Kiran Desai & Laren McCLung / Naima Asjad & Eric Springer

Kiran Desai and Laren McClung

Kiran Desai and Laren McClung
Photos by Eric Springer

The New School event titled “Writing What You Don’t Know” featured poet Laren McClung and novelist Kiran Desai for a reading from their respective works and a discussion on the process of writing on an unfamiliar subject.

Laren McClung read from her collection of poems, Between Here and Monkey Mountain, based on her father’s experience in the Vietnam War. Kiran Desai read from her novel, The Inheritance of Loss, a story centered around an undocumented Indian immigrant in the United States and the ramifications of colonialism and the post-colonial status quo of former colonies and their populations.

Both McClung and Desai spoke of the process of writing narratives which at the outset were largely unfamiliar to them. Although McClung grew up with the main character of her book, she faced a challenge getting him to open up to her. McClung explained, “Vietnam was always there in the house growing up, this tension that was there but no one talked about.” McClung initiated conversation with her father by asking him about the military acronyms in Tim O’Brien’s autobiographical work The Things They Carried. “I would sit with the book [The Things They Carried] open in front of me and ask him what SOP meant—Standard Operating Procedure. Or RTO—Radio/Telephone Operator—and it turned out that was his job during the war.” From there, father and daughter began a nearly a decade-long conversation , which culminated in the publication of Between Here and Monkey Mountain.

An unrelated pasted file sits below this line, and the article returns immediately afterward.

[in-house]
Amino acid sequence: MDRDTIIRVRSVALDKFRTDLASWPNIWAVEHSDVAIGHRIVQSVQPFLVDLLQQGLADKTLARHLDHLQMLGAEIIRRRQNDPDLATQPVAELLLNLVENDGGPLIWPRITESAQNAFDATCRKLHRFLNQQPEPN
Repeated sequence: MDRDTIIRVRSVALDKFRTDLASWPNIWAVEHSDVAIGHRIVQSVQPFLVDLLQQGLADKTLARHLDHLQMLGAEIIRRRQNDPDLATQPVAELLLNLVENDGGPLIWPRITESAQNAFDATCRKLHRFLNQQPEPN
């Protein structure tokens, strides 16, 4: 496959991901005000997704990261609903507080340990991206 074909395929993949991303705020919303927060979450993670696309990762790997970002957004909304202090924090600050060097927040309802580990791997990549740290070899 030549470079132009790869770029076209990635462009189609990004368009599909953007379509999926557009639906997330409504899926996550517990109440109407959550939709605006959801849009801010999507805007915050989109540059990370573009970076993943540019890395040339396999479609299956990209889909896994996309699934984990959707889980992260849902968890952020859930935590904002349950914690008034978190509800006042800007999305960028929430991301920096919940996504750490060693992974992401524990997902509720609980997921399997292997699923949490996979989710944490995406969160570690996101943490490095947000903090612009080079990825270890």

While conceiving The Inheritance of Loss, Desai read journals of civil servants in colonial India.  She explained that her work revolved around placing the story she had in a larger context. Responding to a question from the audience about going back-and-forth between characters of different economic classes, Desai hinted at her real-life experiences, stating that everyday life in India is a constant interaction between the poorest of the poor and richest of the rich. “I am always trying to draw lines and make connections,” Desai said. “It is a slow process, but eventually one begins to see patterns, and from there the story begins to form.”


Naima Asjad, an undergraduate at Eugene Lang College for Liberal Arts, is studying non-secular politics and governance in her self-designed major.

Eric Vill Springer is from Philadelphia. He studies writing at The New School University. He lives in Brooklyn.

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